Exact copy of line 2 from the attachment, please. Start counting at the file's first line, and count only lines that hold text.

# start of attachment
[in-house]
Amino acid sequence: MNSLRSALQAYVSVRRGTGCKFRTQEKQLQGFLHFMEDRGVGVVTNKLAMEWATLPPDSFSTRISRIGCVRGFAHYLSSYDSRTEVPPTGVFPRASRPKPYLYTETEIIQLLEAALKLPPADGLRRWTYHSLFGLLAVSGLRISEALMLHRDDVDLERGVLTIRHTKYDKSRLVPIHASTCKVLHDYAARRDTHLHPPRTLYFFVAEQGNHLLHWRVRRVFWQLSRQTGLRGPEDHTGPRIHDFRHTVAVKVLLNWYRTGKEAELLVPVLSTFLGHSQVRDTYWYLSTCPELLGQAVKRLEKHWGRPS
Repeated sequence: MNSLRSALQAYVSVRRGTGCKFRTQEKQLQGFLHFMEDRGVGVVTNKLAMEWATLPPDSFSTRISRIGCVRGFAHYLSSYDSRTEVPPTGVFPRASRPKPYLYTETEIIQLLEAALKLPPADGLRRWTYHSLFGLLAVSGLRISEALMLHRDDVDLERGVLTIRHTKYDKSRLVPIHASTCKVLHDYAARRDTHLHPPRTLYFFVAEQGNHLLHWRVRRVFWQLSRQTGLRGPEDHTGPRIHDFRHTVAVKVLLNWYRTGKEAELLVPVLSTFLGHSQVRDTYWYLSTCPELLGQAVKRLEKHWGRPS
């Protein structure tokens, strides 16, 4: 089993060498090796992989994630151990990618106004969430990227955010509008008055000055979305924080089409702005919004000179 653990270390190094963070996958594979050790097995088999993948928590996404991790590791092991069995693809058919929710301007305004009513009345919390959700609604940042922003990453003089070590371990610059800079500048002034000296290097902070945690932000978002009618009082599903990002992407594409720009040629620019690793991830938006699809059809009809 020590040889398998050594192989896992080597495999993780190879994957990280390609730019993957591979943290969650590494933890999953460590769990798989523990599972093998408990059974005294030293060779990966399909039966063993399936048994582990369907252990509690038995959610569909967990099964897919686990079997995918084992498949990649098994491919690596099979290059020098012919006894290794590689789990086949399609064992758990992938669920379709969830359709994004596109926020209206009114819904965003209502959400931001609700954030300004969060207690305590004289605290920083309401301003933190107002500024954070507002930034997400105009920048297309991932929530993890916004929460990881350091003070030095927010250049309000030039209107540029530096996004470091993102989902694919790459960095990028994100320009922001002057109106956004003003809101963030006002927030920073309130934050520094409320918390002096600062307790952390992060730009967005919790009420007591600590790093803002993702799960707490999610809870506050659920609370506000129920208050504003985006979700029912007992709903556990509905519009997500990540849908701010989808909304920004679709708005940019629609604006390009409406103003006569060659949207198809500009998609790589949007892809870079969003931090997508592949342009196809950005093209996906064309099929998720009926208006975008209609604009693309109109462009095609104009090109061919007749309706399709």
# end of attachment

Amino acid sequence: MNSLRSALQAYVSVRRGTGCKFRTQEKQLQGFLHFMEDRGVGVVTNKLAMEWATLPPDSFSTRISRIGCVRGFAHYLSSYDSRTEVPPTGVFPRASRPKPYLYTETEIIQLLEAALKLPPADGLRRWTYHSLFGLLAVSGLRISEALMLHRDDVDLERGVLTIRHTKYDKSRLVPIHASTCKVLHDYAARRDTHLHPPRTLYFFVAEQGNHLLHWRVRRVFWQLSRQTGLRGPEDHTGPRIHDFRHTVAVKVLLNWYRTGKEAELLVPVLSTFLGHSQVRDTYWYLSTCPELLGQAVKRLEKHWGRPS